Debt Crisis Spreads To Some European Economies
MELISSA BLOCK, Host:
From NPR News, this is ALL THINGS CONSIDERED. I'm Melissa Block.
BLOCK: International stock markets saw more turmoil today as investors worried about U.S. growth and European debt. The leaders of France, Germany and Spain called each other from their vacation homes to discuss the growing crisis in the Euro zone.
BLOCK: As NPR's Eric Westervelt reports, the debt crisis is now spreading to some of Europe's major economies. And that has stirred criticism that their leaders are doing too little too slowly.
ERIC WESTERVELT: On July 21st, countries which use the euro agreed to new aid for debt- ravaged Greece and to give the bloc's temporary rescue fund expanded powers, including greater flexibility to intervene in bond markets. Today, European economics commissioner Olli Rehn conceded investors have not been satisfied by the latest attempt to tackle Europe's sovereign debt crisis.
OLLI REHN: We have had difficulties in communicating the agreement to the markets and to the citizens. There were expectations in financial markets that all elements could be implemented straightaway. While these expectations were clearly unrealistic, markets have nevertheless been disappointed.
WESTERVELT: Lannoo says that's a mistake.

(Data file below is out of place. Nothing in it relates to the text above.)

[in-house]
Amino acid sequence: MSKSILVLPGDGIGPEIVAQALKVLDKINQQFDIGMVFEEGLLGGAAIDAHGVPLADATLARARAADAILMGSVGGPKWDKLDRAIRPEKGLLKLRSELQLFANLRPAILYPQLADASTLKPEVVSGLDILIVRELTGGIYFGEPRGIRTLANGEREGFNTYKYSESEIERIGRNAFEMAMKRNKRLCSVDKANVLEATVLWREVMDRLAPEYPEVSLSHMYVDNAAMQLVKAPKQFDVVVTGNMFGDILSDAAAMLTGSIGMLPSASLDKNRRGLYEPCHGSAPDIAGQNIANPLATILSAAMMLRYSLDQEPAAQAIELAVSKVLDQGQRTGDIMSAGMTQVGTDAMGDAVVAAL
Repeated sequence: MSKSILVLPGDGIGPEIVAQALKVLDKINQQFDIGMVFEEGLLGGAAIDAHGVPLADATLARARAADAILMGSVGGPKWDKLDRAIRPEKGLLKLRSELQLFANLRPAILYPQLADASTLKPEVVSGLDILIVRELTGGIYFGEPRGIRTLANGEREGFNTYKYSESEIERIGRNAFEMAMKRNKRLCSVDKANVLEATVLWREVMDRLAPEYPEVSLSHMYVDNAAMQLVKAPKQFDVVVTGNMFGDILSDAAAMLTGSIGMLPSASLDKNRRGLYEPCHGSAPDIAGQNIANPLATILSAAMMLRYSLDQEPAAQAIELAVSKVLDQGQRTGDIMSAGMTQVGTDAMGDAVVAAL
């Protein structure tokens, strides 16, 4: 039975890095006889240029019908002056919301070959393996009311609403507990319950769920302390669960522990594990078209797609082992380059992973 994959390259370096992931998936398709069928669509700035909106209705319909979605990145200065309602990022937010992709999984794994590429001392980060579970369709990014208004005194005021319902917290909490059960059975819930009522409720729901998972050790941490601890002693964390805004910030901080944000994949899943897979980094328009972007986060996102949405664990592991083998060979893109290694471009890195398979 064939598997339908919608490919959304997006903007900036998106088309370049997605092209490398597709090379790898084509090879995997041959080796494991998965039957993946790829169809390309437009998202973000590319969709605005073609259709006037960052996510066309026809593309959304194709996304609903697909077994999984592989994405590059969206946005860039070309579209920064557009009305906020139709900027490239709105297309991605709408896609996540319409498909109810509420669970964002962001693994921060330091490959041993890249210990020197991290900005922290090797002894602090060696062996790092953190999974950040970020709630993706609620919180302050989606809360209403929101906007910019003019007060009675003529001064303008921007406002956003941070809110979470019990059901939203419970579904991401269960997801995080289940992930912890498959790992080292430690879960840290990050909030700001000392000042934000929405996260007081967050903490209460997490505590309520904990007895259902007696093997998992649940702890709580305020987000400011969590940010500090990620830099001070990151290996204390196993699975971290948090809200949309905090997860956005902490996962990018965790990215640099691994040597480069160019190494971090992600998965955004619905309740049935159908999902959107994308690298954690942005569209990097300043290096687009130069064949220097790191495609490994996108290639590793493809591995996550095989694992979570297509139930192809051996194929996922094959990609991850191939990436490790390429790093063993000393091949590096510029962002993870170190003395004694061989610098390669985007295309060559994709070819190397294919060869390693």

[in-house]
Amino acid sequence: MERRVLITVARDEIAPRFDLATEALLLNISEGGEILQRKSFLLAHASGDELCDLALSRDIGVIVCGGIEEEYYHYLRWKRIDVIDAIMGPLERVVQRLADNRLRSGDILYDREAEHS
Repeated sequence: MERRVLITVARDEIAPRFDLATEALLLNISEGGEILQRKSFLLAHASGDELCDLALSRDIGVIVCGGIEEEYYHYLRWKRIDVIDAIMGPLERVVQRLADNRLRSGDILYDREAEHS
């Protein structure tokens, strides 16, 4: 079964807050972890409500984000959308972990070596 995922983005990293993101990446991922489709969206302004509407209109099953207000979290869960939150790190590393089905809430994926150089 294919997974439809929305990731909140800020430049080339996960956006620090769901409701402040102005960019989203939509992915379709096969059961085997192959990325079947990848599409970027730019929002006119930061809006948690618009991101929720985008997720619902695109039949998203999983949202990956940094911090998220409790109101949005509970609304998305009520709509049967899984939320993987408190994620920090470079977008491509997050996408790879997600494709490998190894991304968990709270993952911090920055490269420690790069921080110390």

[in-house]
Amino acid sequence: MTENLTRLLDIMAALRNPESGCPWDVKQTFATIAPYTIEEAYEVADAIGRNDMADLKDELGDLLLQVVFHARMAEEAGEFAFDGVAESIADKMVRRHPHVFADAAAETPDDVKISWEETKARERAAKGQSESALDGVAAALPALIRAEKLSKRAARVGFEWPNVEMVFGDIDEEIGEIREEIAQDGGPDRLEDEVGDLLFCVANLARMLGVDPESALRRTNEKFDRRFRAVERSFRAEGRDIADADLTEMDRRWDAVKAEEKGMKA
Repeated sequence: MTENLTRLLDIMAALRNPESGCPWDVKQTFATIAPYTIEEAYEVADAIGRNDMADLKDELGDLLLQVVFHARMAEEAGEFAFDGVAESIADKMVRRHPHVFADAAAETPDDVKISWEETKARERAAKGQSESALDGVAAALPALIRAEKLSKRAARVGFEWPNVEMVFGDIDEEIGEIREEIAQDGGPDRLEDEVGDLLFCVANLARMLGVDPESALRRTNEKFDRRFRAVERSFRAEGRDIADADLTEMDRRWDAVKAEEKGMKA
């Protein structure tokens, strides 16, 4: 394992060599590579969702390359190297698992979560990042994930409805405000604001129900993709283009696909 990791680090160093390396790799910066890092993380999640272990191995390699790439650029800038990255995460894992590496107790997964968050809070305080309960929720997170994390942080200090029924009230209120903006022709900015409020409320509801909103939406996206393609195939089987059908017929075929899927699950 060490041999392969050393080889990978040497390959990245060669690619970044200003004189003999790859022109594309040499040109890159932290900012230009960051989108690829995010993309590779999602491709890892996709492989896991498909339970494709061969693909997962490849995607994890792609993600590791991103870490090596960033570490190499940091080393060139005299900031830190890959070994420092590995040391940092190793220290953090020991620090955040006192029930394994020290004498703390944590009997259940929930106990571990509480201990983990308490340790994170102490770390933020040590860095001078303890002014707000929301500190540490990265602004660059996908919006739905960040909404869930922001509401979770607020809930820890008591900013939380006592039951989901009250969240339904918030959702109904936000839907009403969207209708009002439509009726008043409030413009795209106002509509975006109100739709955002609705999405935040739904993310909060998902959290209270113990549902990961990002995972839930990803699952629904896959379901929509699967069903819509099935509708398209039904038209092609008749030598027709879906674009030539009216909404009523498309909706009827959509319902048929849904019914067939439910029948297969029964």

KAREL LANNOO: The risk is that with a narrow interpretation of the mandate of the ECB, we risk not seeing the true problems in the market and we risk an unraveling of the monetary union, or of the eurozone.
WESTERVELT: Lannoo says while the markets may be over-reacting, a continued lack of decisive leadership by the ECB and euro zone heads of state may quickly become too costly for Europe.
LANNOO: What we see now in Spain and Italy is probably a liquidity problem of the state, which may rapidly become - like we've seen clearly in Greece and Ireland and Portugal - a solvency problem. I mean, there's a panic in the markets which at some stage a public authority must stop.
WESTERVELT: Peter Vanden Houte, a senior economist at ING, says the only nation that could foster leadership on that issue is Germany, Europe's largest economy.
PETER VANDEN HOUTE: The only trouble is that the Germans are very much against this. And so we will need Angela Merkel taking a decision on that in the coming months. But still, it will be a very difficult process. It can take yet another year before this is decided. And so, in the meantime, we need some action and therefore, I think that the ECB should probably do something that the Fed has been doing, which is coming with a lot of money in the markets to deter speculation.
WESTERVELT: Eric Westervelt, NPR News, Berlin.
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